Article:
We started from an information center with a mini-cinema, where you can watch a movie in English about how this park was formed. By the way, "the New Zealand English" appeared to be unusual and difficult for me.
Here you can see the New Zealand kauri tree which is considered one of the oldest trees on the planet. Probably only North American sequoias can compete with it in terms of the age.
You can also see the magnificent carved figures of the Maori tribe leaders in the information center. Maori are the indigenous people and the main population of New Zealand before the arrival of the Europeans.
You can take an unusual picture here - of you and of the beautiful scenery.
Next stop in the same park was a beach with black sand - a place where the famous movie called "The Piano" was filmed. Unfortunately, I have not watched it yet....
There are a lot of houses around this beach, you can come here to stay and surf on the waves.
I never miss an opportunity to swim, especially in the Pacific Ocean, and it is very, very refreshing. The water temperature was probably about 17 degrees Celsius.
If it had been a little warmer here, it would have been fun to dig in black black sand and take some pictures. Its color is stunning.
The waves there are very strong, so this beach is rather for surfers than for "bathers". Although the water is really cold.
Here are New Zealand retro cars. Maybe local surfers scorch on them.
New Zealand is a wine country. It is believed that New Zealand wines are not of the long-term storage, but they may be well kept for 10-15 years. An interesting feature of the local wines is that they have simple twist caps and the bottle can be opened without a corkscrew.
It has its own prehistory. The cork for wines was made of the cork oak which grows in southern Europe. The French at one time blocked the corks delivery in New Zealand, allowing to export to the island only the Portuguese cork. And it was of poor quality and spoiled the wine. New Zealanders began to twist their bottles.
There are many wineries and I visited one of them for dinner and wine tasting.
This is the small private winery called "Soljans" owned by immigrants from Croatia. I liked their 40-year-old port wine.
Another tourist attraction is the park dedicated to the memory of the first Prime Minister of New Zealand. You can see the Sky Tower in the distance.
There was a strong wind in the park and the rain was going to start. After making a couple of my trivial pictures, I hurried to some place with a roof over the head.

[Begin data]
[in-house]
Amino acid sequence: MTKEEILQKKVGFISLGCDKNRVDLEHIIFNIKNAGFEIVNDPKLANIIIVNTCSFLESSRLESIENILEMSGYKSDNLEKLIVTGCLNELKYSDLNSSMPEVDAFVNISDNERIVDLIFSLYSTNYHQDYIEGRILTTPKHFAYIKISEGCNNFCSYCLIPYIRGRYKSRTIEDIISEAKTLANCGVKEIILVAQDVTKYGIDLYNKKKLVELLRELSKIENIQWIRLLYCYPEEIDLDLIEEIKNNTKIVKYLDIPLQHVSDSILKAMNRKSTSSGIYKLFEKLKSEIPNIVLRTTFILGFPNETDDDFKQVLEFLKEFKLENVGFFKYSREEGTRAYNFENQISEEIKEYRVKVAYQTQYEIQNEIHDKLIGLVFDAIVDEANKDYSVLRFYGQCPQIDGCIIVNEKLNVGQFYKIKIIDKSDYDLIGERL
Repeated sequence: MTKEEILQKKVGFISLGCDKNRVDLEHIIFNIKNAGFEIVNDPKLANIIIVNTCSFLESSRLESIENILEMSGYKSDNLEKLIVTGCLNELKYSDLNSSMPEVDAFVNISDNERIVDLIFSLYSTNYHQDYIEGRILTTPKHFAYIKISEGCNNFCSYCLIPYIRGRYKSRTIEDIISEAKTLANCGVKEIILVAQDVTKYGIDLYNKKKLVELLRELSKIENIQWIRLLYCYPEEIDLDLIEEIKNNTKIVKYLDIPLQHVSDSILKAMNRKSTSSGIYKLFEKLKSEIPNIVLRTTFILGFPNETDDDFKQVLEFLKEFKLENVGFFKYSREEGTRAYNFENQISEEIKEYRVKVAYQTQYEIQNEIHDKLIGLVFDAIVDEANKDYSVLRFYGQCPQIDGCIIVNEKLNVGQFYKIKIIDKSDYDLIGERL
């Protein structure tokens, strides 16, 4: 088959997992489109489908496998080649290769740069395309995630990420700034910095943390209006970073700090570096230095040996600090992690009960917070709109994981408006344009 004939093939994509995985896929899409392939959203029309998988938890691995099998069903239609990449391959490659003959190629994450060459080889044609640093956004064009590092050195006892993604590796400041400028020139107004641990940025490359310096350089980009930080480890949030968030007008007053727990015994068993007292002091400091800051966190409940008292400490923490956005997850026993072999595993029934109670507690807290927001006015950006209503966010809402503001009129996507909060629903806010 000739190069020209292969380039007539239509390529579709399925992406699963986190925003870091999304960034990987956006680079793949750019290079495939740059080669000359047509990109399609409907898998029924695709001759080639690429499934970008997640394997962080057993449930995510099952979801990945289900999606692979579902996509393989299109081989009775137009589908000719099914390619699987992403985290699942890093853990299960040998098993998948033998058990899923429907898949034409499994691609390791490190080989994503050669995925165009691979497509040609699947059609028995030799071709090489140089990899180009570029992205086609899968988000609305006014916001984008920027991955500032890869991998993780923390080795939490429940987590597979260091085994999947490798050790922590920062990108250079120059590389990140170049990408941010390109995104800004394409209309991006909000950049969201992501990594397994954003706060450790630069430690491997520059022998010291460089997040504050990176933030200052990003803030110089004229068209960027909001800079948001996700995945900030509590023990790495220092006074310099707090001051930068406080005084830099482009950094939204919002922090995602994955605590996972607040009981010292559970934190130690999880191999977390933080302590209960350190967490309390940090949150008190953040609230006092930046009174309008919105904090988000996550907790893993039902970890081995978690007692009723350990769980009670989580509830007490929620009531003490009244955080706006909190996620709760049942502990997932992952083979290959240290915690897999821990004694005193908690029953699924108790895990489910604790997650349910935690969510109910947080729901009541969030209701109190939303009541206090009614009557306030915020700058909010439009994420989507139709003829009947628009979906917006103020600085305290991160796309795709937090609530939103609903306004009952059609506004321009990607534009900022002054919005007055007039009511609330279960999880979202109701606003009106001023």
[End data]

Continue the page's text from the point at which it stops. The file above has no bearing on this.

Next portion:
Spring in New Zealand is often rainy.
One of the main "tourist" attractions in Auckland is
He was a traveler and promoter of New Zealand's flora and fauna.You can watch a colony of penguins in his center and all that is under the ground directly under the highway.
There is the exhibition called "Meeting with the Antarctic" where you can get acquainted with the world of the Antarctica explorers.
You can see the models of the conditions in which the explorers lived.
It is believed that Captain James Cook was the first to make the note about the Antarctic on the map. This opinion is disputed by the Norwegians, who say that Amundsen was the first to set foot on this land. And the Russians say that Bellingshausen and Lazarev were the first to approach these shores.
New Zealand is called the international gateway to Antarctica, there are 2,000 km to it from here. As well as to Australia. Although I would name cruises from Ushuaia, Argentina the easiest way to get to Antarctica by far.
Part of the museum is dedicated to the dead Robert Scott's British expedition. All members of this expedition died. Scott began his last letter with the words "To my widow". She erected a monument in the memory of her husband in Christchurch - New Zealand's main city on South Island.
Story of Scott's expedition was displayed in the movie called "Scott of the Antarctic".
Now there are two kinds of opinions about the Scott's personality and talent. Here are some interesting facts. Scott took in the expedition not only dogs, but also ponies. Dogs do not need food in expeditions, because they eat each other, but it was necessary to feed the ponies. When Scott reached the South Pole, he saw there the flag of Amundsen. Maybe it got the English lord down. Amundsen even left a note for Scott asking him to inform the Norwegian king about the Antarctica discovery, in the case of his death. However, destiny had other plans. Scott died instead of Amundsen.
The South Pole is the most cold, dry and windy place on earth. If a man, being there, won't drink a liter of water per hour, there'll be a dehydration and cardioplegia will become possible.
Real penguins live behind the glass stand in the museum. Including the emperor penguins.
Emperor penguins have yellow coloring on the head and breast - it is the largest type of penguins on the planet.
Young penguins are very interesting. Or rather penguins teens. They have the same sizes as their parents, but they are covered with a thick hair, which disappears when they become adults.
There is a 120-meter-long underwater tunnel, like in Singapore. Stingrays, sharks and divers cleaning the pool swim right above the visitors' heads. The visitors move on the conveyer belt.
This "underwater" and "underground" world is located right under this highway.